LOS ANGELES -- With the public in the U.S. and Latin America becoming increasingly skeptical of the war on drugs, key figures in a scandal that once rocked the Central Intelligence Agency are coming forward to tell their stories in a new documentary and in a series of interviews with The Huffington Post.
More than 18 years have passed since Pulitzer Prize-winning journalist Gary Webb stunned the world with his “Dark Alliance” newspaper series investigating the connections between the CIA, a crack coc aine explosion in the predominantly African-American neighborhoods of South Los Angeles, and the Nicaraguan Contra fighters -- scandalous implications that outraged LA’s black community, severely damaged the intelligence agency's reputation and launched a number of federal investigations.
It did not end well for Webb, however. Major media, led by The New York Times, Washington Post and Los Angeles Times, worked to discredit his story. Under intense pressure, Webb's top editor abandoned him. Webb was drummed out of journalism. One LA Times reporter recently apologized for his leading role in the assault on Webb, but it came too late. Webb died in 2004 from an apparent suicide. Obituaries referred to his investigation as "discredited."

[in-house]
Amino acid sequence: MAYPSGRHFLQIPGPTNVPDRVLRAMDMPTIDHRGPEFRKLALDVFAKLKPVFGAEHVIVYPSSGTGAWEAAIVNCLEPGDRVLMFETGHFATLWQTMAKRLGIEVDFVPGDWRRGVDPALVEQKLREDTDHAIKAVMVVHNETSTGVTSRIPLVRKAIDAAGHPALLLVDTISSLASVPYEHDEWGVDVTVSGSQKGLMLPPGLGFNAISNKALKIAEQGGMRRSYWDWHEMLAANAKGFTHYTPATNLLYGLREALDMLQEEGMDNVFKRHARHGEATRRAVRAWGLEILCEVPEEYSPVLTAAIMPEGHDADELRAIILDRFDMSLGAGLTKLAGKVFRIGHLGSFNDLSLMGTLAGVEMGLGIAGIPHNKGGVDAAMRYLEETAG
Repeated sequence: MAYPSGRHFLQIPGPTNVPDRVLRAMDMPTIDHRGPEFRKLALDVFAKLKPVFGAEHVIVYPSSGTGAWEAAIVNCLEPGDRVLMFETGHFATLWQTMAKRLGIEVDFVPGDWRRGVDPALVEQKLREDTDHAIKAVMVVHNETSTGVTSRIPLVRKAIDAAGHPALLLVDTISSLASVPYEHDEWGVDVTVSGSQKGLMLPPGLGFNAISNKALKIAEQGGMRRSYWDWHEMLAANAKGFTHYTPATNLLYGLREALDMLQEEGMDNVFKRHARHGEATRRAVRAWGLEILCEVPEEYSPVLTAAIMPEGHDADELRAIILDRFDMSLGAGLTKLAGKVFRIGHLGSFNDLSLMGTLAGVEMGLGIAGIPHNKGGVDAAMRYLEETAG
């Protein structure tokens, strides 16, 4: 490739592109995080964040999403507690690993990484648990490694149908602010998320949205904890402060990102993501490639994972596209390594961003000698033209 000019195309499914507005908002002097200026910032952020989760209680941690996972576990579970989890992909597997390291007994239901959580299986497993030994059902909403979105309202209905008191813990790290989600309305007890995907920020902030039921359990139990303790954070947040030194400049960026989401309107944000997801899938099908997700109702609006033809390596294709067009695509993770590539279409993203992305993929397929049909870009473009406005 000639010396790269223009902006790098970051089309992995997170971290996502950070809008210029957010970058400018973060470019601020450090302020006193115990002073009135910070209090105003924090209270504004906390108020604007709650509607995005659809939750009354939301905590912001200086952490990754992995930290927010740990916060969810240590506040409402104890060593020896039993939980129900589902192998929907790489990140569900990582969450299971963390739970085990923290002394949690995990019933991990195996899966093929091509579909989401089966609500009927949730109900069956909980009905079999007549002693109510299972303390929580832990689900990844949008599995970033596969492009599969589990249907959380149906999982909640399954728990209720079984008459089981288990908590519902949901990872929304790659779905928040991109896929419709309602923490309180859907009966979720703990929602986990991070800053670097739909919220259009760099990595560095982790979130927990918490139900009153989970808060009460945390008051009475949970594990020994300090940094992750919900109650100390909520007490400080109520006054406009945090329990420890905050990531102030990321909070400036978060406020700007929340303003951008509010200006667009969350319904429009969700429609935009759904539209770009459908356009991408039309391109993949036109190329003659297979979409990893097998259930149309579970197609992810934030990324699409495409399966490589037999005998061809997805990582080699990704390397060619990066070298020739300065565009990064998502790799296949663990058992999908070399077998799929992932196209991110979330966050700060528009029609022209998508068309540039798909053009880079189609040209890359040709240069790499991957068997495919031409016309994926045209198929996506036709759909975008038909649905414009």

13 As it is written, Jacob have I loved, but Esau have I hated.
16 Lest there be any fornicator, or profane person, as Esau, who for one morsel of meat sold his birthright.
17 For ye know how that afterward, when he would have inherited the blessing, he was rejected: for he found no place of repentance, though he sought it carefully with tears.